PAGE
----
about the music

The Source is a modern-day oratorio.
The music, like the text, draws from diverse sources. Auto-tuned recitatives, neo-soul ballads, icy string trios and moments of cracked-out musical theater are peppered with (and sometimes structured around) samples that bridge sonic worlds. 

“And as the texts felt cut up, a la Naked Lunch, and reassembled, so did Hearne’s music sound like myriad influences exploded and roughly pasted back together, the work of a true twenty-first century polyglot.”
— Henry Stewart, Opera News

composer's note

Ted Hearne

About the sampling: One common trait of the Manning-Lamo Chat Logs and the Iraq and Afghanistan War Logs is that every event is marked with a timestamp. An audio sample, too, is a kind of timestamp: one specific collection of sounds, singular and unique, and reproducible in a way that could never be possible with live musicians in real time. Every time we hear a sample, we know it originates from a separate context, and in this way, its "pastness" is emphasized. So when samples are used in this music, I consider it an interaction and engagement with history. 

And how to we engage with the source of a sample? A pre-recorded sound may bring up a rich world of cultural and historical associations for one listener while being heard as an unencumbered sonic object to another. The many layers of meaning that exist in a sample make it impossible for one listener (or composer) to grasp all of them. This reminds me of the complexity we face when processing multiple sources of information.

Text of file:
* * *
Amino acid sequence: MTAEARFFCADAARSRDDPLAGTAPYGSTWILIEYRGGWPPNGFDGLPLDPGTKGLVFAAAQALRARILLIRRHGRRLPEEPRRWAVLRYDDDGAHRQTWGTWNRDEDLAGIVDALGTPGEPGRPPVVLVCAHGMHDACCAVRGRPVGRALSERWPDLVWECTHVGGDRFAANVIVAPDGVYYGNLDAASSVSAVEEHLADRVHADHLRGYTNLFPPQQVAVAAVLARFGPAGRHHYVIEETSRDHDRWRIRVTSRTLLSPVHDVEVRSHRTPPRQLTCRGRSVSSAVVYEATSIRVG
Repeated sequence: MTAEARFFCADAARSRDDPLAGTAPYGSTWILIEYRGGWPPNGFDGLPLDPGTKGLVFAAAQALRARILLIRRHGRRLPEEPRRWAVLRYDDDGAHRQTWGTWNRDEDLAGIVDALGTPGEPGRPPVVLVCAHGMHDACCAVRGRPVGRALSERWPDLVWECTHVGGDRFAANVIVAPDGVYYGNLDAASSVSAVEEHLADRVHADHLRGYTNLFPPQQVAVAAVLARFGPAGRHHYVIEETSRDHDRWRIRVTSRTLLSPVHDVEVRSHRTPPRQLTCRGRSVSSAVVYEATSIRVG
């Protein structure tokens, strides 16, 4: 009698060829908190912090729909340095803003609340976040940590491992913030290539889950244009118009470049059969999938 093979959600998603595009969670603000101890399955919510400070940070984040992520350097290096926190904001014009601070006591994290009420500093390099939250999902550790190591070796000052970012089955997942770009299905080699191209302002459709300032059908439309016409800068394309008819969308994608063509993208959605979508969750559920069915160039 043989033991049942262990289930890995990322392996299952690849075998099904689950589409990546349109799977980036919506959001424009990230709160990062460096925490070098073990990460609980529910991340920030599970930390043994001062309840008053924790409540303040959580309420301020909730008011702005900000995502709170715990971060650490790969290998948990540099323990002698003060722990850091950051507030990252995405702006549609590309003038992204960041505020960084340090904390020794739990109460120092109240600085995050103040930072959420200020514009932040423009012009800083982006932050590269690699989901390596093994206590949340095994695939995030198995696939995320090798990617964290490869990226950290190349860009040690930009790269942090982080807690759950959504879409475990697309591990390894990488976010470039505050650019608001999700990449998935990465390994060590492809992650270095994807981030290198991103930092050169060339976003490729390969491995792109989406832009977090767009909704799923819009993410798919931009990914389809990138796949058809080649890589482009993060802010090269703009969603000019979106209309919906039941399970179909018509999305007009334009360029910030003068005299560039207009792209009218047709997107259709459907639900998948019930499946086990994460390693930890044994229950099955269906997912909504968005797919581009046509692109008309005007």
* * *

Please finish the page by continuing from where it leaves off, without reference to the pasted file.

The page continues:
Why 'oratorio' ? The Source is a hybrid work that mixes and matches from several different genres, so it's hard to come up with a single word to describe the type of piece it is, but I like "oratorio" for a couple reasons. One reason is that an oratorio (unlike an opera) never asks the audience to pretend the musicians are fictional characters; a singer may perform or interpret the words of a character, but there are no costumes or sets, and they aren't acting a role.

Another reason is that like most oratorios, The Source approaches its subject matter through discrete movements with tangentially related texts, rather than through traditional narrative storytelling. Ideas are juxtaposed and placed adjacent (or on top of) one another, but not wrapped into a digestible plot.

About the auto-tune: I developed this interactive use of vocal processing with composer Philip White, in our work as the vocal/electronics duo R WE WHO R WE. I think of the auto-tune in The Source as a reflection of the self. It may be an image filtered through endless data on a computer screen, or one neutralized by the distance between Brooklyn and Iraq, or an image of the person we (or Manning) could if we could play the roles that are expected of us.

"The Source" was commissioned by Beth Morrison Projects and Judy and Allen Freedman, with additional commissioning support from Justus and Helen Schlichting. 

Listen to an excerpt:
[A young boy released several pigeons]
feat. Mellissa Hughes, soprano
recorded live at BAM (Oct 2014)